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Stonewall: The Riots That Sparked The Gay Revolution Paperback – 2010
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Riveting...Not only the definitive examination of the riots but an absorbing history of pre-Stonewall America, and how the oppression and pent-up rage of those years finally ignited on a hot New York night. - Boston GlobeIn 1969, a series of riots over police action against The Stonewall Inn, a gay bar in New York City's Greenwich Village, changed the longtime landscape of the homosexual in society literally overnight. Since then the event itself has become the stuff of legend, with relatively little hard information available on the riots themselves. Now, based on hundreds of interviews, an exhaustive search of public and previously sealed files, and over a decade of intensive research into the history and the topic, Stonewall brings this singular event to vivid life in this, the definitive story of one of history's most singular events.
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Most helpful customer reviews on Amazon.com
I'd read Martin Duberman's book back in 1993, and have started re-reading it. As history, Carter's book is superior. Instead of viewing the event itself from the standpoint of six individuals, Carter used many viewpoints and sources (including extensive interviews where possible, as well as written records). One thing of note is that Carter does not even mention one of the individuals in Duberman's work. I found an interview where he explains that the person's account varied too much from telling to telling and could not be independently corroborated.
There is a rights activist mentioned in the book, some one who was involved with the pre-existing organizations but not at the riots (indeed, I believe he is opposed to non-peaceful protests and at the time was worried about political backlash from the riots). In a short Facebook exchange he mentioned "Both David Carter and Martin Duberman contribute to gay history but in different ways---Carter is an extremely rigorous fact checker--while Duberman is a masterful story-teller."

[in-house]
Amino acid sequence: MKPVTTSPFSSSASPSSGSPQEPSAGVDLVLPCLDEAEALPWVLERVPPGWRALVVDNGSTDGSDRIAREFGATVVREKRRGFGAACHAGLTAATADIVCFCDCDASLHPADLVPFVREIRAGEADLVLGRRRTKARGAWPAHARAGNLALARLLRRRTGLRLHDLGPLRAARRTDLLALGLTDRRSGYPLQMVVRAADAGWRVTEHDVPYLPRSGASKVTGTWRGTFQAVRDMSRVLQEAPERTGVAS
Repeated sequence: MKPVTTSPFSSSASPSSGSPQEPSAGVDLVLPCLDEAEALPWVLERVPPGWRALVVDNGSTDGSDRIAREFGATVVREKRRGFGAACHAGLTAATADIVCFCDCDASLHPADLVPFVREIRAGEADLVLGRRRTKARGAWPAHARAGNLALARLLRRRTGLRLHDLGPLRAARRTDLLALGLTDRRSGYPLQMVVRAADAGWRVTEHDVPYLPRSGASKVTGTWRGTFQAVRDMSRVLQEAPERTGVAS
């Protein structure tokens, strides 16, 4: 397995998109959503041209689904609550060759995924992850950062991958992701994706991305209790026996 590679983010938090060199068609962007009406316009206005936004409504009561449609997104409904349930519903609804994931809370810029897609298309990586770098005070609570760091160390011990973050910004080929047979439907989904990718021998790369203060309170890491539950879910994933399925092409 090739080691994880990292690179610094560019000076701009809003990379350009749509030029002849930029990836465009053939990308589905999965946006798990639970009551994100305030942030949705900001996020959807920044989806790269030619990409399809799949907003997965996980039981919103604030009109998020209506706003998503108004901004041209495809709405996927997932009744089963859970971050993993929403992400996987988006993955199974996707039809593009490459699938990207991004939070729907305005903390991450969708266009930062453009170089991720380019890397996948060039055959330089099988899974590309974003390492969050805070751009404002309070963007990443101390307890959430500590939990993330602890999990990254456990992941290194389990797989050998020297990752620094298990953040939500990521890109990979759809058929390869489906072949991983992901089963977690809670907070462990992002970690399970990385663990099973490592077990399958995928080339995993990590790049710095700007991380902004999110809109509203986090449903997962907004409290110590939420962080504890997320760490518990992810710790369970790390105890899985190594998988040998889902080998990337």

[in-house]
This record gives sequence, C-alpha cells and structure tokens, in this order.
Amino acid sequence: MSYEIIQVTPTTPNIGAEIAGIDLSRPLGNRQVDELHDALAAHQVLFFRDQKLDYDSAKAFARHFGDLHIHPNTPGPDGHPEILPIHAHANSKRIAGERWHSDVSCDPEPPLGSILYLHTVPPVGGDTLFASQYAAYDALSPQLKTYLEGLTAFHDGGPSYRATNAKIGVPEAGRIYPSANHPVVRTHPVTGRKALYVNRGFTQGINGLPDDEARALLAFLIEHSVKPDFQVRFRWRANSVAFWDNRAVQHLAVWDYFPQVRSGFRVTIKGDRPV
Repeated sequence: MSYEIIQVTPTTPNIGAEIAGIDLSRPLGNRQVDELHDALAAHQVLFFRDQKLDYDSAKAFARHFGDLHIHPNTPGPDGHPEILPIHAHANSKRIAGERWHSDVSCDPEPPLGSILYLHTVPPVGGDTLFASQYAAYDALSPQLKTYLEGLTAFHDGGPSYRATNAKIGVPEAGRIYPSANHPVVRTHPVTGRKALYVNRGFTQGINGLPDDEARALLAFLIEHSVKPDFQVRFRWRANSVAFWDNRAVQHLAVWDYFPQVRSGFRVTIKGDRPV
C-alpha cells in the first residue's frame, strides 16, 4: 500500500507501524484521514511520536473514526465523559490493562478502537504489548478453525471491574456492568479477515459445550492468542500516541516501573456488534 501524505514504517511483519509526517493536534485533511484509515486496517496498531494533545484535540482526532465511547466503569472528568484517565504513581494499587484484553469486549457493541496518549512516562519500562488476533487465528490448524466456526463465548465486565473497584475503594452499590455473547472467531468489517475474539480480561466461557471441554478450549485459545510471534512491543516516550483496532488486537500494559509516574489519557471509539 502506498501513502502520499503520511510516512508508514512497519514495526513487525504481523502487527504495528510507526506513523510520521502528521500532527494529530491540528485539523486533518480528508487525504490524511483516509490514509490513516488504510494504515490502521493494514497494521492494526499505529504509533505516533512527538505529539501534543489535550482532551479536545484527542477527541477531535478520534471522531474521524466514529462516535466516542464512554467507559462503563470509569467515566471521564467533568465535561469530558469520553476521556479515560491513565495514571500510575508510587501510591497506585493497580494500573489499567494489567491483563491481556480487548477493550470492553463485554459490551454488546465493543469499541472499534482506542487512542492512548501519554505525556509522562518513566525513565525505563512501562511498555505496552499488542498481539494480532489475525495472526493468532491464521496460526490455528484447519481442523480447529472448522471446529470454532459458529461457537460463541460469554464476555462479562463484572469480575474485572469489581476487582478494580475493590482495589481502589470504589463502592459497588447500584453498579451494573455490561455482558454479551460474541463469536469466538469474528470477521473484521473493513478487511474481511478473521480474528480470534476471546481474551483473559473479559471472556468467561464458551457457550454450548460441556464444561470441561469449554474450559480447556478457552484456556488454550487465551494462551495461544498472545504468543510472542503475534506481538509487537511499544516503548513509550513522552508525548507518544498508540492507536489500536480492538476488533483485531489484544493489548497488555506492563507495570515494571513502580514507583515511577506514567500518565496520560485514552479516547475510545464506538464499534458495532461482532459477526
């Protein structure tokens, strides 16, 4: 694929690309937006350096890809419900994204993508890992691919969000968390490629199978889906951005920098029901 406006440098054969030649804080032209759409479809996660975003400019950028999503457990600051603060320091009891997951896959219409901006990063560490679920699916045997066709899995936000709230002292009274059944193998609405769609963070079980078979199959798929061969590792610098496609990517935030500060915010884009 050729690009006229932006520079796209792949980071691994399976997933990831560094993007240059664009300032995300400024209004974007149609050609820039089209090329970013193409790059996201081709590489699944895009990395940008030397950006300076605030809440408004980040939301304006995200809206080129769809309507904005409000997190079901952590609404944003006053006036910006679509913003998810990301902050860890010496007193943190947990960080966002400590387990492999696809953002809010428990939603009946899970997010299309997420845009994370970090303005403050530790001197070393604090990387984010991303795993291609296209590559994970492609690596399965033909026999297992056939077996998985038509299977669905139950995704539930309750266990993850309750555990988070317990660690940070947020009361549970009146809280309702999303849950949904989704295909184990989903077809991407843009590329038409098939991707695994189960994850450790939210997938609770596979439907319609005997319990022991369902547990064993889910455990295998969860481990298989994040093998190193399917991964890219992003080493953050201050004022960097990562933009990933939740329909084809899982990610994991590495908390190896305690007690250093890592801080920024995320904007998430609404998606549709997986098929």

Although I was present that night, and on many of the following nights, I was until last week not aware of this book's existence. Frankly, almost every account I had read previously was misinformed at best.
I heard about the book only because I saw an exhibit at the New York Public Library ("1969: The Year of Gay Liberation") and decided to read it. I'm so glad I did.
Its one of few works of serious research that also tells a great story. And it is indeed thoroughly researched (and foot-noted) by Mr Carter. Since no one could possibly have been present on Christopher Street for every minute of every night of the riots, this page-turner tells the story as it unfolded.
It enabled me to finally piece together all the events into a cohesive image of a week to remember. I can certainly vouch for the books's accuracy insofar as I recall the events I witnessed in late June and early July.
For those interested in the LGBT history, this book is simply indispensible.
Carter takes careful time to explain not merely the events of the riots, but also spends time laying out key background information and providing the historical context absolutely necessary to understanding what happened that June. In those first chapters a sense of grim hopelessness leaks out. Following this is an amazingly comprehensive accounts of those fateful nights, detailing not just what happened but showing how; we see in the accounting how the factors detailed in the first section fueled the events in the section, the role the geography played, the weight of anger built up over so many years of persecution. The section that follows, the aftermath and early years of the gay liberation movement, almost feel like a relief - such as when the sun emerges from a particularly nasty storm.
The work Carter has sunk into the book shows through clearly - not only the extremely lengthy source lists and bibliography, but the way he directly uses primary material and allows those who were present to speak in their own words throughout. There are twin passions at play here; not only to the importance of the riots, but a passion to be faithful to the reader and those involved and provide an accurate accounting. This makes it clear to everyone that the entire spectrum of the community was involved - although Carter is careful to note that certain groups and individuals played vital roles (the lesbian who fought the police and started the whole thing off, transgendered men and drag queens, and, of course, the gay homeless youths who formed the core of the front lines).
Importantly to the casual reader, Carter's writing style brings the participants and events alive. This book isn't just names and dates, a beige chronology blandly recorded in a dull high school history text - these are people; you can feel their fear and hope and anger echoing down to the present, nearly five decades later. I mentioned above a "sense of grim hopelessness" in the first section outlining the historical context - as you approach the nights of the riots, it's replaced with tension, and a palpable sense of rage barely held in check, giving way to cathartic relief and hope in the third section.
For anyone interested in the civil rights movements of America, or the gay rights movement, this book is vital; it's our history.